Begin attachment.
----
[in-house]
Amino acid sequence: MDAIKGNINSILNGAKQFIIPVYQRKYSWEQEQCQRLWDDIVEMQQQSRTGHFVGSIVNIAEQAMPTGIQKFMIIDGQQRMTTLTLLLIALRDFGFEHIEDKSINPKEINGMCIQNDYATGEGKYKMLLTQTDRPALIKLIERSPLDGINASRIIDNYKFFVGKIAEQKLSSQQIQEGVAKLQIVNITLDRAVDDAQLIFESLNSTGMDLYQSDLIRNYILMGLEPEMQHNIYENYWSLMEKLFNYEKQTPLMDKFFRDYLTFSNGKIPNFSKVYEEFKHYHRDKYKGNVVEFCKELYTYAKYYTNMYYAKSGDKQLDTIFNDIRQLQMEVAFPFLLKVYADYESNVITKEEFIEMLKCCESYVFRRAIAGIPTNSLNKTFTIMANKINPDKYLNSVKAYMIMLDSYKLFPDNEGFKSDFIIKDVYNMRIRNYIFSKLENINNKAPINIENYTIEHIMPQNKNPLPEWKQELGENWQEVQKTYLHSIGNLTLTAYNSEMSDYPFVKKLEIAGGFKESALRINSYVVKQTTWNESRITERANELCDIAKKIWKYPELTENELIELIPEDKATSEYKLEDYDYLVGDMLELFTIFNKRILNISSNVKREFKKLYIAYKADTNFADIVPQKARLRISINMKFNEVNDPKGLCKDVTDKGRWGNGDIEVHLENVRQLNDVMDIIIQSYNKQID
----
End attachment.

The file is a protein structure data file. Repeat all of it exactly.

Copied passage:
[in-house]
Amino acid sequence: MDAIKGNINSILNGAKQFIIPVYQRKYSWEQEQCQRLWDDIVEMQQQSRTGHFVGSIVNIAEQAMPTGIQKFMIIDGQQRMTTLTLLLIALRDFGFEHIEDKSINPKEINGMCIQNDYATGEGKYKMLLTQTDRPALIKLIERSPLDGINASRIIDNYKFFVGKIAEQKLSSQQIQEGVAKLQIVNITLDRAVDDAQLIFESLNSTGMDLYQSDLIRNYILMGLEPEMQHNIYENYWSLMEKLFNYEKQTPLMDKFFRDYLTFSNGKIPNFSKVYEEFKHYHRDKYKGNVVEFCKELYTYAKYYTNMYYAKSGDKQLDTIFNDIRQLQMEVAFPFLLKVYADYESNVITKEEFIEMLKCCESYVFRRAIAGIPTNSLNKTFTIMANKINPDKYLNSVKAYMIMLDSYKLFPDNEGFKSDFIIKDVYNMRIRNYIFSKLENINNKAPINIENYTIEHIMPQNKNPLPEWKQELGENWQEVQKTYLHSIGNLTLTAYNSEMSDYPFVKKLEIAGGFKESALRINSYVVKQTTWNESRITERANELCDIAKKIWKYPELTENELIELIPEDKATSEYKLEDYDYLVGDMLELFTIFNKRILNISSNVKREFKKLYIAYKADTNFADIVPQKARLRISINMKFNEVNDPKGLCKDVTDKGRWGNGDIEVHLENVRQLNDVMDIIIQSYNKQID